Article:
Study Finds Teen Facebook Users More Likely To Abuse Drugs And Alcohol

Could Facebook be the new gateway drug? According to a new study by Case Western Reserve University in Ohio, social media sites like Facebook and Twitter lead to more risky behavior like drinking, smoking, doing drugs, and having sex.

Researchers surveyed 4,257 students and found a correlation between spending three hours a day on social networks and behaviors like binge drinking, skipping class, and even considering suicide.

Called “hypernetworkers”, researchers estimate only 11.5 percent of teens actually fall in this category (I was surprised – does this number seem low to you?)

The study also looked at those who send more than 120 text messages a day and concluded these “hypertexters” are at the same risk for alcohol, sex and drug abuse.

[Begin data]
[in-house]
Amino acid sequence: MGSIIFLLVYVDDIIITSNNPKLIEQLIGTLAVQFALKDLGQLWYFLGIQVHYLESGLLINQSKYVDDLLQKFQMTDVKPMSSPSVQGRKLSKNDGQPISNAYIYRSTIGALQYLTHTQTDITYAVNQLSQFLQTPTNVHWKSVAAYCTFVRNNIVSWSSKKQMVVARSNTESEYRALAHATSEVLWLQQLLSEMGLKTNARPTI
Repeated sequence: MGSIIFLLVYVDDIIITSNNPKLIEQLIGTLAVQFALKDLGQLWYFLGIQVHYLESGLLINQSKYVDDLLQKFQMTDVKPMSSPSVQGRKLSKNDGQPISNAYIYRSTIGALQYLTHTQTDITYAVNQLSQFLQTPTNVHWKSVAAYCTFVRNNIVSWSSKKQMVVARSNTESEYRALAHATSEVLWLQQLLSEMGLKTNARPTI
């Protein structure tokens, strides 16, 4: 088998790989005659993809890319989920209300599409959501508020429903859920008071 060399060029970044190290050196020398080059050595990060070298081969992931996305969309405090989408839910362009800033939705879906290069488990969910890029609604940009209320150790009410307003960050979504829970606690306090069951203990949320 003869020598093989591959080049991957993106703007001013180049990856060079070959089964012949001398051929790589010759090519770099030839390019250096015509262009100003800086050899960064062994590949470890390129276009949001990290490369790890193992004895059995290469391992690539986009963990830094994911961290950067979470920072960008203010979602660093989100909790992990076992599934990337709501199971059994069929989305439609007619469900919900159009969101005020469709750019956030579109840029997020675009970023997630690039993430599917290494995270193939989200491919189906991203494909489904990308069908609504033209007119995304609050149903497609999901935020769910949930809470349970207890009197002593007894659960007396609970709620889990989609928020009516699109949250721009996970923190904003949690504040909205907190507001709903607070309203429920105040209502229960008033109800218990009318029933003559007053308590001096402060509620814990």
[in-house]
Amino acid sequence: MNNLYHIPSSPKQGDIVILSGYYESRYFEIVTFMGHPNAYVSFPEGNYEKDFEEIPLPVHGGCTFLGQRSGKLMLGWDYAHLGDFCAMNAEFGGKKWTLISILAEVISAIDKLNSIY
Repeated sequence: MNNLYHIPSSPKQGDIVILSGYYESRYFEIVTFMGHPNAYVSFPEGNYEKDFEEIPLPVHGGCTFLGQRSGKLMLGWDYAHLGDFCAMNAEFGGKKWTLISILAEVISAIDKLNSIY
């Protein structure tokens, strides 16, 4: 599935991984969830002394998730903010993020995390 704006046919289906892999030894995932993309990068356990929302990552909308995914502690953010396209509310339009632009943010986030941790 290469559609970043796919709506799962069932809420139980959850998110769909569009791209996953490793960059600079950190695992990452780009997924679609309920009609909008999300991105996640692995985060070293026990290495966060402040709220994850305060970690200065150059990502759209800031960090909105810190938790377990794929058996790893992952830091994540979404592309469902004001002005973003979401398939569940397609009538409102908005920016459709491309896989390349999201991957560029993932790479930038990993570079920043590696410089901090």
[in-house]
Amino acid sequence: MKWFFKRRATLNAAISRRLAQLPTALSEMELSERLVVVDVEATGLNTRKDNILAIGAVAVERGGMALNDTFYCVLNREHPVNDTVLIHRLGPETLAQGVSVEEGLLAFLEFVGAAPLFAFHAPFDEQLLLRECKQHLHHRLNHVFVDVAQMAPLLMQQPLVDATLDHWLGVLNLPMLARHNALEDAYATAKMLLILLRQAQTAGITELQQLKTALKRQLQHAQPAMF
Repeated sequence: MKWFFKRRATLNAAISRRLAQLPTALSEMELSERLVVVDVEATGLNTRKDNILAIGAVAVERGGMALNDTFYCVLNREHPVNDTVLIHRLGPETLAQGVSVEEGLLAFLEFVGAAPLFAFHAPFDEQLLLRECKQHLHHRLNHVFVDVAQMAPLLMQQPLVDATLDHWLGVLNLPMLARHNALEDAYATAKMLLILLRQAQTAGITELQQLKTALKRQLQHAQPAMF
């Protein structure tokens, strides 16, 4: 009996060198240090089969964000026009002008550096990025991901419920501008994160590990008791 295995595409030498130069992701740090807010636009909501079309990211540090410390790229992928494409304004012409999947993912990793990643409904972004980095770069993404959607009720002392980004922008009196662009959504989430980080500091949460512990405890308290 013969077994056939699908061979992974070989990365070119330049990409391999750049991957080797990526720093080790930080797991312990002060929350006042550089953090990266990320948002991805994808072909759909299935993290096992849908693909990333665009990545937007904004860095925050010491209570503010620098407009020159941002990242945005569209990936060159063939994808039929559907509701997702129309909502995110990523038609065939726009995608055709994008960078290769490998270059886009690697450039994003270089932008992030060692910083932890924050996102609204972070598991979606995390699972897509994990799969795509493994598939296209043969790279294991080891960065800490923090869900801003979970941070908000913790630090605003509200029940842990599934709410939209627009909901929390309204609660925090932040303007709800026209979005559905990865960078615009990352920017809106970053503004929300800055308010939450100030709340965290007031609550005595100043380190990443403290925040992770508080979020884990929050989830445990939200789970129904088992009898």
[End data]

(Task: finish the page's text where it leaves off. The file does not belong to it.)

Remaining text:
The study might have its flaws. Researchers said that heavy texting and social networking was more common in minority girls and kids from broken homes with lower education levels, so perhaps those factor in to teen’s risky behaviors more than their Facebook habits?

But lead study author Dr. Scott Frank, director of the public-health master’s program at Case Western Reserve School of Medicine defends his findings. He is quoted in the New York Times saying:

“It does make sense that these technologies make it easier for kids to fall into a trap of working too hard to fit in. If they’re working that hard to fit in through their social networks, they’re also trying to fit in through other behaviors they perceive as popular, like smoking cigarettes or drinking alcohol, having sex and getting involved in higher-risk adolescent behaviors.”

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